The sliding scale of customization
To be sure, there are differences in what people mean by a custom processor, particularly in terms of the level of customization. With so many options and use cases, customization appears to follow a sliding scale. This is where development can get complex without the tools.

Synopsys and others make a tool available that allows engineering teams to design custom proprietary specialized processors. “With the tool, you specify the processor, and from there you generate both the RTL, the software development kit, which is an important piece, the instruction set simulator, the compiler and the debugger, and the whole GUI infrastructure,” said Markus Willems, product marketing manager for ASIP tools at Synopsys.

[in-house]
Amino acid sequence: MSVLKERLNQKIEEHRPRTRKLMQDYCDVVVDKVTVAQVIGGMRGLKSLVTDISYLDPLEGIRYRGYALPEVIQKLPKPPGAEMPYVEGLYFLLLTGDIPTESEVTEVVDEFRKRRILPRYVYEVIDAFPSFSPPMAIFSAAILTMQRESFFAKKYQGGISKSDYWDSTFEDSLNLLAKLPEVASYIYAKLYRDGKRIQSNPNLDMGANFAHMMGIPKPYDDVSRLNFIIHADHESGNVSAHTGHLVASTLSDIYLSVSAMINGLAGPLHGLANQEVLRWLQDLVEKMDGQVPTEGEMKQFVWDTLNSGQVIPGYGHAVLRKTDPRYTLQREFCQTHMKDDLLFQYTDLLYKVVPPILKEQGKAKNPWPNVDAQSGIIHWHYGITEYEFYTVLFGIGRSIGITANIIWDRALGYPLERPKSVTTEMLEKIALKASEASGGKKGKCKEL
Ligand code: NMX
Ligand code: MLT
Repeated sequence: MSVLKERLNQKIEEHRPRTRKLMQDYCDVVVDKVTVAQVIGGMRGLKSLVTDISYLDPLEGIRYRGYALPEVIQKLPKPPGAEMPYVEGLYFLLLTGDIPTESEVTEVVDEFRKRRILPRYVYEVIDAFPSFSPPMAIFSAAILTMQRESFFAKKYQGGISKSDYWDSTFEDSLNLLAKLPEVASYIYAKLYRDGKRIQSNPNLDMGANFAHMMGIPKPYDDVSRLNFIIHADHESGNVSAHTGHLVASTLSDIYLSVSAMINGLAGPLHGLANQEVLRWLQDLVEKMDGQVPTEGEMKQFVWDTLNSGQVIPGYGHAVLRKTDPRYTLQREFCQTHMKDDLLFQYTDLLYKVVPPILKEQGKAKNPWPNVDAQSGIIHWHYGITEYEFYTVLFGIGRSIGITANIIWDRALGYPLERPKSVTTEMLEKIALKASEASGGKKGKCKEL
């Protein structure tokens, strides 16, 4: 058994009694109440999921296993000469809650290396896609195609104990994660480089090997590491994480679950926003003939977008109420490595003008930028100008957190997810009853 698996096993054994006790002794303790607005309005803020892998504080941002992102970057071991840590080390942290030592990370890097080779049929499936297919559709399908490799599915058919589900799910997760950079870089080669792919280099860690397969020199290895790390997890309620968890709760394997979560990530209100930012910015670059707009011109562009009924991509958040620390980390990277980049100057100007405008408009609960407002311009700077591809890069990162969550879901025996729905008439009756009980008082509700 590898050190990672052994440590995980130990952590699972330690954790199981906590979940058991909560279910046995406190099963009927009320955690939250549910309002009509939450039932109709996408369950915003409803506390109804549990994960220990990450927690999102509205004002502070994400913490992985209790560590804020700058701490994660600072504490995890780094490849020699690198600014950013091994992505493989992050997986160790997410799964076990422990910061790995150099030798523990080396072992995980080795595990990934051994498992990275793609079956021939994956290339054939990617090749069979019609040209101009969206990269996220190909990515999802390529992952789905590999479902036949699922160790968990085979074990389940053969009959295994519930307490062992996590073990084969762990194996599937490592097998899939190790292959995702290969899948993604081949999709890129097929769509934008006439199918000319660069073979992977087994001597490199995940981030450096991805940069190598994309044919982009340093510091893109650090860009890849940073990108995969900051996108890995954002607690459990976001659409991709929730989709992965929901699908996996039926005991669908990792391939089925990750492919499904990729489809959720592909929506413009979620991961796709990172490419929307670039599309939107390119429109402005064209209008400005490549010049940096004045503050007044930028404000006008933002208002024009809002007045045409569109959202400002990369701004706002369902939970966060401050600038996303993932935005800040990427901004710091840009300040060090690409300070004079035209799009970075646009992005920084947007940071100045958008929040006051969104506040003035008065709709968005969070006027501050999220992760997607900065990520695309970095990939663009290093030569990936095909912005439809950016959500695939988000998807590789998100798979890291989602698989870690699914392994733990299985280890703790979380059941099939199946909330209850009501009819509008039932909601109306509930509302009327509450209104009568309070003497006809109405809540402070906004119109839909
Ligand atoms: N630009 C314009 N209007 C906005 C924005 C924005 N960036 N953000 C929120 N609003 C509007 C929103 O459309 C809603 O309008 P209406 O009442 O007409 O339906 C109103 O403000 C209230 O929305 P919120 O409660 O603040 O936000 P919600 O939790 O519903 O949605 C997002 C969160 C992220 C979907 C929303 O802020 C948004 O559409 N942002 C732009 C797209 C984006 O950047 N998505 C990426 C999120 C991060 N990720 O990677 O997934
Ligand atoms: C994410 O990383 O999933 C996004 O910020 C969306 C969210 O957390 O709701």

These tools have wide applicability, Willens said. “We’re seeing all kinds of customers coming with all kinds of different ideas on what they want to do in terms of customization. It ranges from changing a given ISA and specialization on the microarchitecture to the next level where a given instruction set architecture is extended to add specialized instructions. That always starts from a given ISA as a starting point, all the way to building something very tailored, which is a very tuned ISA and which from the outside might be seen as a piece of RTL or dedicated functionality. That could have been done in plain, fixed RTL implementations, but where you want to replace the state machine with a more programmable entity to keep some flexibility and also to reduce the complexity of the state machine. There is a spectrum of customization happening.”

This, in turn, speaks to the number of tradeoffs that must be made today by system architects on the path to the most optimal design. Increasingly, Willems has seen those architects achieve clarity on how to make the tradeoffs. This practice has come a long way.